” It is our will that in each of the four Seasons of the Year M. Vincent de Paul and his Company (without hindrance to their Missions) should receive and provide for the Candidates for Ordination in the diocese of Paris sent by us, for a fortnight, that they may go through the Spiritual Exercises.” So runs a clause of the deed by which the Archbishop of Paris established the Mission Priests at S. Lazare; and large donations from other quarters for the expense thereby involved testify to the widespread recognition of the value of the enterprise. And, indeed, it is not hard to understand that M. Vincent’s influence, brought to bear at the right moment on characters not yet distorted by the habit of evil-doing, might have been lifelong in its effects. The careless youth coming for ordination indolently, the weak who allowed himself an optimistic view of a future that would somehow be better than the past, the calculating for whom the priesthood opened a gateway of ambition—to all these the voice of M. Vincent had power to sound a note of warning.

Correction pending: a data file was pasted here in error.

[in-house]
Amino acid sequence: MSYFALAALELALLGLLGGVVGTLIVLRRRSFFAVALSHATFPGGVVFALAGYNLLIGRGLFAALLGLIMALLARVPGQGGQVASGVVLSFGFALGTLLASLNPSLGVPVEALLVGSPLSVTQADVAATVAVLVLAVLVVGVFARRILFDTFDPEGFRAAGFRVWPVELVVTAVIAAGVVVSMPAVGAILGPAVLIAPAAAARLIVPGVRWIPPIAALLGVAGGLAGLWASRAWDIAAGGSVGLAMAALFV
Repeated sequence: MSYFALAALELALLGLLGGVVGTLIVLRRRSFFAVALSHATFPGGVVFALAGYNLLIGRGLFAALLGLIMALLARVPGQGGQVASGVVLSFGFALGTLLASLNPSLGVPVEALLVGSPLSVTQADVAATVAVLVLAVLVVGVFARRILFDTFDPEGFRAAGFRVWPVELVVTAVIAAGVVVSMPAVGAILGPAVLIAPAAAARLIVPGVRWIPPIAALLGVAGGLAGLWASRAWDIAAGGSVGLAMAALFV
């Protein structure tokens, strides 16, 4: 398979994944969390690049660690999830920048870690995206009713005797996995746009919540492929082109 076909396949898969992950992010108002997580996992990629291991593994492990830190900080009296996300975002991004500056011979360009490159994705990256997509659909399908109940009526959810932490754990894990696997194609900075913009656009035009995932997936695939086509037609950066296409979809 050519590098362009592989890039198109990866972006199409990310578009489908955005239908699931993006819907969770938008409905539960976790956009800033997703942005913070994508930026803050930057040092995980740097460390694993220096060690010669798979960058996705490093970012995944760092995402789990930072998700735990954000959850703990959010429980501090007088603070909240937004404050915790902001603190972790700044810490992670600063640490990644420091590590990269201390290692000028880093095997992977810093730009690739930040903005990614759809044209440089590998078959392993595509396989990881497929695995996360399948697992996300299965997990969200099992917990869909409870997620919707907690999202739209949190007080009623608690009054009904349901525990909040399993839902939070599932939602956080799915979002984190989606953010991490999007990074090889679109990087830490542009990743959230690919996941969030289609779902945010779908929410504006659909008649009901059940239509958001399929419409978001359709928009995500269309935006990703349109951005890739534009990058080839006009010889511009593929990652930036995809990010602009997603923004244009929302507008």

It was always possible that those days might prove the most important in a man’s life. Many there were, no doubt, who accepted and went through the Exercises as through a course of lectures; who made notes of the instruction in the earlier hours of the day that was devoted to the outward duties of priesthood; who asked intelligent questions at the conferences that succeeded such instructions, and were able to employ the time for relaxation in real repose. Such as these took away with them a memory that might fade completely, or might in the far-off future stir the desire for understanding of that which had once been in their reach. The Archbishop of Paris gave the order that all whom he ordained should go into Retreat, but no reasonable person, lay or clerical, imagined that the fifteen days of retirement would transform dross into gold by magic. They were ” to conform to the ancient practice of the Church,” so ran the Archbishop’s command, and by fifteen days of study and seclusion they fulfilled what the Church required. It was to the few and not to the many that M. Vincent was sent. He had many listeners to the discourses that he gave every evening of a Retreat on the deep things of the inner life; and to one here and there his words rent away the veil that hid reality, and the meaning of their vocation stood revealed. It was an ordinary thing to the world that a young man should become a priest. A great many priests were needed, and as there were not enough candidates for ordination among the more educated classes, a well-to-do peasant would select the most studious of his sons (as NI. Vincent himself had been selected) that he might enter the priesthood, get preferment for himself, and push the interests of his family. Indolence or ambition were frequent substitutes for vocation, and it was not likely that a higher ideal could survive the pressure of accepted custom unless support was offered to it.